8 Distance learning for people with disabilities  Technology can be a mitigating factor to reduce dependence on one sensory modality (e.g., hearing)  Asynchronous learning can help those who might communicate slowly or with effort  Mobility can be less of an issue

9 Distance Learning  Web-based distance learning Web-based distance learning  Tools for Web-based distance learning Tools for Web-based distance learning  The design of Web-based distance learning The design of Web-based distance learning  Employment Services Training Project Employment Services Training Project  ES Services – What we learned ES Services – What we learned  DL and people with disabilities DL and people with disabilities  ES Services – Student comments ES Services – Student comments

10 Types of Web-based distance learning  Static Web pages (mostly linear) ® Like reading a book  Hyperlinked Web pages (nonlinear) ® Will students read every page?  Activities ® How do you provide good feedback?  Instructor-led ® How does an instructor interact with students?  Autonomous ® Difficult and expensive to develop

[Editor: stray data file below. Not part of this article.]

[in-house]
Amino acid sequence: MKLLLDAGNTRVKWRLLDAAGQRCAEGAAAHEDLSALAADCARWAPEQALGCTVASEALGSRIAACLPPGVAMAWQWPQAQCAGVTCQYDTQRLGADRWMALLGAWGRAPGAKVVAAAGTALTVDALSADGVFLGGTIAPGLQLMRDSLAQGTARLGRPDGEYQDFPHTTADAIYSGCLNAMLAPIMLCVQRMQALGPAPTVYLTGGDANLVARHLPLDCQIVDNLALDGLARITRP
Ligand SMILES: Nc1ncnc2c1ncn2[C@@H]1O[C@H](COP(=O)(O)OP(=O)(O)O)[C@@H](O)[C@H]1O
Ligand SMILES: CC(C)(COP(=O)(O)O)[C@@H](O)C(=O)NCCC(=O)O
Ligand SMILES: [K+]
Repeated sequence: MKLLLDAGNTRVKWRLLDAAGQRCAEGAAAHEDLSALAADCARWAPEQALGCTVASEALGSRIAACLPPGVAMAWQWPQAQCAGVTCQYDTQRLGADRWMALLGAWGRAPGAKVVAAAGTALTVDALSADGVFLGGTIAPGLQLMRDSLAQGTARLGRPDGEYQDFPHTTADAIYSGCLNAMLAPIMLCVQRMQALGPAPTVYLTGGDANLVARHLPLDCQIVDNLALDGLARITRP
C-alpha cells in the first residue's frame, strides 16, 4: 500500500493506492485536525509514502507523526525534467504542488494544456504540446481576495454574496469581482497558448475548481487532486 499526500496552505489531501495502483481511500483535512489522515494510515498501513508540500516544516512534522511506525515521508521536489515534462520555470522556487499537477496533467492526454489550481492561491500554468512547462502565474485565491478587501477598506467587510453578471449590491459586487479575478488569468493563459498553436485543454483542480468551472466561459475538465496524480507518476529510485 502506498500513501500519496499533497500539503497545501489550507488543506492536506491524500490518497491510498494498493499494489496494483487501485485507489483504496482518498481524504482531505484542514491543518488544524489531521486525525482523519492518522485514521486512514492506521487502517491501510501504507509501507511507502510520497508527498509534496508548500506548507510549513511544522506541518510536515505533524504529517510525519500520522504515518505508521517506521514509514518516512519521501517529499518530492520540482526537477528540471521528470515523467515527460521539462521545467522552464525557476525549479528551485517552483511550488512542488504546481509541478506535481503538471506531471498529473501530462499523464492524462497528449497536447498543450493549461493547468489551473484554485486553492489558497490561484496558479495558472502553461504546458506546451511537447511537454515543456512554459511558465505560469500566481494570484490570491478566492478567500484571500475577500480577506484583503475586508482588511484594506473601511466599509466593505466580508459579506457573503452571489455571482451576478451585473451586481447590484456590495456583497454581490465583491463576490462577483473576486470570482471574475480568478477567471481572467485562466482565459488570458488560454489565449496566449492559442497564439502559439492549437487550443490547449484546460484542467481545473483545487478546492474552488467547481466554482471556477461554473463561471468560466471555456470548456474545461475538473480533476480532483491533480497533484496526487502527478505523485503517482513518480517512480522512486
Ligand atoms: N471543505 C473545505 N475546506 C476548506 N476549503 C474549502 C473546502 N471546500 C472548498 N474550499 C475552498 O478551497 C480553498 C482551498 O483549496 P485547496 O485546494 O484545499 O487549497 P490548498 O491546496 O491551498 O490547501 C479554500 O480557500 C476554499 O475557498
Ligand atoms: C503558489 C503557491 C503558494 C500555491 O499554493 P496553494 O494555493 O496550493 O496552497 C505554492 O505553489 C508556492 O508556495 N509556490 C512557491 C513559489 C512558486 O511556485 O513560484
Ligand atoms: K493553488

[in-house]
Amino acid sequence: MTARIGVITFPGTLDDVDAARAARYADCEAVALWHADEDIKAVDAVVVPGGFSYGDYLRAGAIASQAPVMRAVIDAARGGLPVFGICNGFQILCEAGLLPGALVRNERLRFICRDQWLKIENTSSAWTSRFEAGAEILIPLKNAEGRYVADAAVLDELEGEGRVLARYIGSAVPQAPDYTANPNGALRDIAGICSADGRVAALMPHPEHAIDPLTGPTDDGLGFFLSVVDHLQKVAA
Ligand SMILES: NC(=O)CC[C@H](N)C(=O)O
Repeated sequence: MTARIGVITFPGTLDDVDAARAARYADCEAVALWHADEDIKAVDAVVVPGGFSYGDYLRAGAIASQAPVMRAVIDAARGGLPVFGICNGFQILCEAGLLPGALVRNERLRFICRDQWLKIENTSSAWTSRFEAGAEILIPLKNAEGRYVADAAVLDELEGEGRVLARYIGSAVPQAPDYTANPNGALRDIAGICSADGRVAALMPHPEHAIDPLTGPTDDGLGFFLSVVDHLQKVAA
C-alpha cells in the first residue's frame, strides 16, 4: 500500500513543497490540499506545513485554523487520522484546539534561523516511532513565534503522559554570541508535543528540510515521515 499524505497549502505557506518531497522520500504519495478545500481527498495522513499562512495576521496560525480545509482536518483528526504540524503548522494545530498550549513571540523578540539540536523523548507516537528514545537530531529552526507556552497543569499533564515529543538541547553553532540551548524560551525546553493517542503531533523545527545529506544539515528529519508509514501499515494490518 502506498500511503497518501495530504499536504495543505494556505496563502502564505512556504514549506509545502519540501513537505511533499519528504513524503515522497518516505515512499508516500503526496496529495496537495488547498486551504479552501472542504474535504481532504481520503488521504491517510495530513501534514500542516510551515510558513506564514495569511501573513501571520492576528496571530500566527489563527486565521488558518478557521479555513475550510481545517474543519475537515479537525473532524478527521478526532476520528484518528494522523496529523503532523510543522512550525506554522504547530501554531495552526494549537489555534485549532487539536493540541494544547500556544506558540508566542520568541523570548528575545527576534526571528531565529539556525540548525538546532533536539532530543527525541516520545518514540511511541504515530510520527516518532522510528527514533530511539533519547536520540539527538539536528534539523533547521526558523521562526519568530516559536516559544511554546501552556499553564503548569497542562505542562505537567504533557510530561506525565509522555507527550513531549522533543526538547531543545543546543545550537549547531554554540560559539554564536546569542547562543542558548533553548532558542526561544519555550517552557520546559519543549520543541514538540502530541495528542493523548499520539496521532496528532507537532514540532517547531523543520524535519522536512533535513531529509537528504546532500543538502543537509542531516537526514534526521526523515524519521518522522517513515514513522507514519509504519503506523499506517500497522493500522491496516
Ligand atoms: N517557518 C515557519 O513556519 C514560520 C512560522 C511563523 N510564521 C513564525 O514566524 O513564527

11 Tools for Web-based distance learning activities  E-mail!  Telephone (that’s right)  Bulletin board/Listserv  Chat/Instant messaging  Calendar  Whiteboard  Audio/Video (live or archived)

12 Accommodations tools for distance learning – Software  Screen readers ® JAWS ® Windows Eyes ® outSPOKEN  Talking Web browsers ® Home Page Reader ® WeMedia Browser  Voice recognition ® Dragon Naturally Speaking (Dragon Dictate) ® ViaVoice

13 Accommodations tools for distance learning – System Tools  Windows: Control Panel->Accessories-> Accessibility  Macintosh: Control Panels (Mouse, Monitors)  Keyboard shortcuts ® Microsoft: eyboard/keyboardsearch.asp eyboard/keyboardsearch.asp ® Netscape: ers/browsing/shortcuts.html ers/browsing/shortcuts.html  StickyKeys  BounceKeys  SlowKeys